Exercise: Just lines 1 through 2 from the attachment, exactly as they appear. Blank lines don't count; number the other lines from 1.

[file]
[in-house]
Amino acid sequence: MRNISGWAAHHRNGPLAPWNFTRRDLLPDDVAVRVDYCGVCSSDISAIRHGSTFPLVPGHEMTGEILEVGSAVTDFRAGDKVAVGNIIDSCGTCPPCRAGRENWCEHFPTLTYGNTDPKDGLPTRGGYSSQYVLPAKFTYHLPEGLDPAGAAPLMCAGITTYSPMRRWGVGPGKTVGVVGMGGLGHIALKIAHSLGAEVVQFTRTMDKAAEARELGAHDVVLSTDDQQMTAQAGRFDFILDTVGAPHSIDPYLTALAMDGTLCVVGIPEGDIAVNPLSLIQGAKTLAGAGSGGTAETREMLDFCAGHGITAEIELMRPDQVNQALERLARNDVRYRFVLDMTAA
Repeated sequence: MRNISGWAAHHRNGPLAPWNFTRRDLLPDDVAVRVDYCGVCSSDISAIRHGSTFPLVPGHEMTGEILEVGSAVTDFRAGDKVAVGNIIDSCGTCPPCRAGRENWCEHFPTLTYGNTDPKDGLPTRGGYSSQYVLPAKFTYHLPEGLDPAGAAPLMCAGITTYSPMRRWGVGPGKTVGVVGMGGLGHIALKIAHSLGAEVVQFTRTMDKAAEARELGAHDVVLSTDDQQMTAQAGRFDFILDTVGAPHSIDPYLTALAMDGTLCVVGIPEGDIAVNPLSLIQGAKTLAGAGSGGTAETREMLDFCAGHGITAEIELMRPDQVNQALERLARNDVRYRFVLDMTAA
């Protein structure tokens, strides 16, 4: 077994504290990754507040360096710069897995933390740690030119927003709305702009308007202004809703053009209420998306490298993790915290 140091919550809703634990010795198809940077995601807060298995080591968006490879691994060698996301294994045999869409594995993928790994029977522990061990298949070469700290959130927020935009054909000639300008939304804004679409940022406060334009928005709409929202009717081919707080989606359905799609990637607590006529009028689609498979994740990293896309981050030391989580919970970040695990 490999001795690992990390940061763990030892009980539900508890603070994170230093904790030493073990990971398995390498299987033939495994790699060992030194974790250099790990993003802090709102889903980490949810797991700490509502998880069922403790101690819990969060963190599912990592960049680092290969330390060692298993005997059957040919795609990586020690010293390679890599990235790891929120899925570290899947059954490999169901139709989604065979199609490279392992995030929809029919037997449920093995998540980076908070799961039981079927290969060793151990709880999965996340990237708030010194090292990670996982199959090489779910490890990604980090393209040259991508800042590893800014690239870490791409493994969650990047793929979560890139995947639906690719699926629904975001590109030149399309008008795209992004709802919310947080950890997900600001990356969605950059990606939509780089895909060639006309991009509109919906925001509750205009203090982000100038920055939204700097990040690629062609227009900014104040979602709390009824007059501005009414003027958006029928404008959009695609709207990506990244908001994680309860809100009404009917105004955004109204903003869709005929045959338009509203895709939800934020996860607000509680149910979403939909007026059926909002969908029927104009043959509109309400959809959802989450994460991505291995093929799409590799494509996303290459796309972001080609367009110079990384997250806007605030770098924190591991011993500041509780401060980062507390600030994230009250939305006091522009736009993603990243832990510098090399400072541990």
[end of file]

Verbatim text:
[in-house]
Amino acid sequence: MRNISGWAAHHRNGPLAPWNFTRRDLLPDDVAVRVDYCGVCSSDISAIRHGSTFPLVPGHEMTGEILEVGSAVTDFRAGDKVAVGNIIDSCGTCPPCRAGRENWCEHFPTLTYGNTDPKDGLPTRGGYSSQYVLPAKFTYHLPEGLDPAGAAPLMCAGITTYSPMRRWGVGPGKTVGVVGMGGLGHIALKIAHSLGAEVVQFTRTMDKAAEARELGAHDVVLSTDDQQMTAQAGRFDFILDTVGAPHSIDPYLTALAMDGTLCVVGIPEGDIAVNPLSLIQGAKTLAGAGSGGTAETREMLDFCAGHGITAEIELMRPDQVNQALERLARNDVRYRFVLDMTAA